For you, dear John. Really, I think before
  To-day I’ve had no lamb this year. We score
  By getting decent vegetables to eat,
  Sent up from home. This is a good receipt:
  The touch of garlic makes it. Have some more.

  Poor Tom was wounded on the twenty-third;
  Did you know that? And just to-day I heard
  News from your uncle that his nephew James
  Is dead—Matilda’s eldest boy.” “I knew
  One of those boys, but I’m so bad at names.
  Mine had red hair.” “Oh, now, that must be Hugh.”

        III.
  “Colonel McGillicuddy came to dine
  Quietly here, a night or two ago.
  He’s on the Staff and very much in the know
  About all sorts of things. His special line
  Is Tanks. He says we’ve got a new design
  Of super-Tank, with big guns, that can go
  (I think he said) at thirty miles or so
  An hour. That ought to make them whine

  For peace. He also said, if I remember,
  That the war couldn’t last beyond September,
  Because the Germans’ trucks were wearing out
  And couldn’t be replaced. I only hope
  It’s true. You know your uncle has no doubt
  That the whole thing was plotted by the Pope . . .”

  “. . . Good-bye, dear John. We _have_ had a nice talk.
  You must soon come again. Good-bye, good-bye. . . .”

  He tottered forth, full of the melancholy
  That comes of surfeit, and began to walk
  Slowly towards Oxford Street. The brazen sky
  Burned overhead. Beneath his feet the stones
  Were a grey incandescence, and his bones
  Melted within him, and his bowels yearned.



        VI
  THE crowd, the crowd—oh, he could almost cry
  To see those myriad faces hurrying by,
  And each a strong tower rooted in the past
  On dark unknown foundations, each made fast
  With locks nobody knew the secret of,
  No key could open: save that perhaps love
  Might push the bars half back and just peep in—
  And see strange sights, it may be. But for him
  They were locked donjons, every window bright
  With beckoning mystery; and then, Good Night!
  The lamp was out, they were passed, they were gone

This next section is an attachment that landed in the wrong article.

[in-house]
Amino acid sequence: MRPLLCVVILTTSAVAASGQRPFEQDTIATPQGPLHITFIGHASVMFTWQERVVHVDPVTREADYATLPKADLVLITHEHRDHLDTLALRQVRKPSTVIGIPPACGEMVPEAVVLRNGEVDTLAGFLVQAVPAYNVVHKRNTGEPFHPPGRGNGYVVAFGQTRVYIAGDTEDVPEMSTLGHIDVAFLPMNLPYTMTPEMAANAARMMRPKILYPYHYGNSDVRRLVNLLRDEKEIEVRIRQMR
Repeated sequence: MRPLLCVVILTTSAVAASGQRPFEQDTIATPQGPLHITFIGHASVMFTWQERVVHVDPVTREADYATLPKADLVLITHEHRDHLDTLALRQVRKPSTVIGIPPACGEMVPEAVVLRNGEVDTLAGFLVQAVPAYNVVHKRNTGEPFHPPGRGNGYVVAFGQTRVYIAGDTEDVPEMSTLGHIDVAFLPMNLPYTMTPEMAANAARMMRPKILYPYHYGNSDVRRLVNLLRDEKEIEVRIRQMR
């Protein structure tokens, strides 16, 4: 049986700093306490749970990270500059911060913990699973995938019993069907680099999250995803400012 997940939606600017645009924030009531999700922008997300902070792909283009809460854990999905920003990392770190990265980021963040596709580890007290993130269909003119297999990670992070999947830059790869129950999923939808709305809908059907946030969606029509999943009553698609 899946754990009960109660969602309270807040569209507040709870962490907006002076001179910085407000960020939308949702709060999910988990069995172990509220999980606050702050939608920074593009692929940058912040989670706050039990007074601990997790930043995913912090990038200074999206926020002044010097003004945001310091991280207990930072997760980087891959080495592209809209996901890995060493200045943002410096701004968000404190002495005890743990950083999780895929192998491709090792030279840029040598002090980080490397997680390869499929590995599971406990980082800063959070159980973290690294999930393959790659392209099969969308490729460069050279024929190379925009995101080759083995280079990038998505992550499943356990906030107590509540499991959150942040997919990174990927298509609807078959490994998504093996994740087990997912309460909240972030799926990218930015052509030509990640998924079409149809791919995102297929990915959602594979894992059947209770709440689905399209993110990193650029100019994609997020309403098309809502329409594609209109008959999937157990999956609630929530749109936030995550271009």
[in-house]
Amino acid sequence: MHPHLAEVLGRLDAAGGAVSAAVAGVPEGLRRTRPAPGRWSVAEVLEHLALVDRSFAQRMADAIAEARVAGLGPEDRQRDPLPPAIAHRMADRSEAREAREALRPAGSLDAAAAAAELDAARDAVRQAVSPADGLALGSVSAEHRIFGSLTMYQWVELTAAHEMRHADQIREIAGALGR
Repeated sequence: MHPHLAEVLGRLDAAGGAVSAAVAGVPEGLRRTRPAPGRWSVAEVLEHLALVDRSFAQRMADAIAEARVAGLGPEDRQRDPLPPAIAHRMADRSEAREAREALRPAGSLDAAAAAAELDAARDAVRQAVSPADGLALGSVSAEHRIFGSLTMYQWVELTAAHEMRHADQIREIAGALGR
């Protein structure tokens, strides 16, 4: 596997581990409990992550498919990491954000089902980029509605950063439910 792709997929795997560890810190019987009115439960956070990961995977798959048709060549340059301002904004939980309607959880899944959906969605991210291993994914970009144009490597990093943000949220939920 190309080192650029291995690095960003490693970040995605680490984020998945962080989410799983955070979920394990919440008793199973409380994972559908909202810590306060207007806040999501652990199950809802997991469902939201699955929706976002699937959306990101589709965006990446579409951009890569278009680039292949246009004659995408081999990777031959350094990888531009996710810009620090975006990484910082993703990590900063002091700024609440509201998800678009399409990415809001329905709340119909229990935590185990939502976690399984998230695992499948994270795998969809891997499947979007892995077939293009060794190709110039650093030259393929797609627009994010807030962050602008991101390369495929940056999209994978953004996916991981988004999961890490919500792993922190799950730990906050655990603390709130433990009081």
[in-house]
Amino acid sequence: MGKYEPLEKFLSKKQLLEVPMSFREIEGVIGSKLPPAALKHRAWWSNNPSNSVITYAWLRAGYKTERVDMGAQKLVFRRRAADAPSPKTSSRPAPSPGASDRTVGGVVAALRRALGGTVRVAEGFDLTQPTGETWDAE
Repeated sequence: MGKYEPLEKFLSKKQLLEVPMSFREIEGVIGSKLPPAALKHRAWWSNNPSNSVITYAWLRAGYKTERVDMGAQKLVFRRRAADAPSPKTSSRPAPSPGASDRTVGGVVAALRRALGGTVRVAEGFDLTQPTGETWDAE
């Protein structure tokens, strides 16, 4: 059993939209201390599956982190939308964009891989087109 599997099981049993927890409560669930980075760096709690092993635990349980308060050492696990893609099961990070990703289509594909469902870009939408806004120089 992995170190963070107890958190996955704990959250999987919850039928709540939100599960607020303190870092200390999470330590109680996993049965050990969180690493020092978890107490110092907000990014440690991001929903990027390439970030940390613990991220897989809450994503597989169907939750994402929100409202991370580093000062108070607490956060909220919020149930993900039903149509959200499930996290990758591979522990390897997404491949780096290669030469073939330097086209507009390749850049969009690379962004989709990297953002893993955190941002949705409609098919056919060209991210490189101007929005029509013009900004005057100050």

For ever . . . ever. And one might have been
  The hero or the friend long sought, and one
  Was the loveliest face his eyes had ever seen,
  (Vanished as soon) and he went lonely on.

  Then in a sudden fearful vision he saw
  The whole world spread before him—a vast sphere
  Of seething atoms moving to one law:
  “Be individual. Approach, draw near,
  Yes, even touch: but never join, never be
  Other than your own selves eternally.”
  And there are tangents, tangents of thought that aim
  Out through the gaps between the patterned stars
  At some fantastic dream without a name
  That like the moon shining through prison bars,
  Visits the mind with madness. So they fly,
  Those soaring tangents, till the first jet tires,
  Failing, faltering half-way up the sky,
  And breaks—poor slender fountain that aspires
  Against the whole strength of the heavy earth
  Within whose womb, darkly, it took birth.

  Oh, how remote he walked along the street,
  Jostling with other lumps of human meat!

  He was so tired. The café doors invite.
  Caverned within them, still lingers the night
  In shadowy coolness, soothing the seared sight.
  He sat there smoking, soulless and wholly crass,
  Sunk to the eyes in the warm sodden morass
  Of his own guts, wearily, wearily
  Ruminating visions of mortality—
  Memento Moris from the pink alcove,
  Nightmare oppressiveness of profane love.
  Cesspool within, and without him he could see
  Nothing but mounds of flesh and harlotry.
  Like a half-pricked bubble pendulous in space,
  The buttered leatheriness of a Jew’s face
  Looms through cigar-smoke; red and ghastly white,
  Death’s-head women fascinate the sight.
  It was the nightmare of a corpse. Dead, dead . . .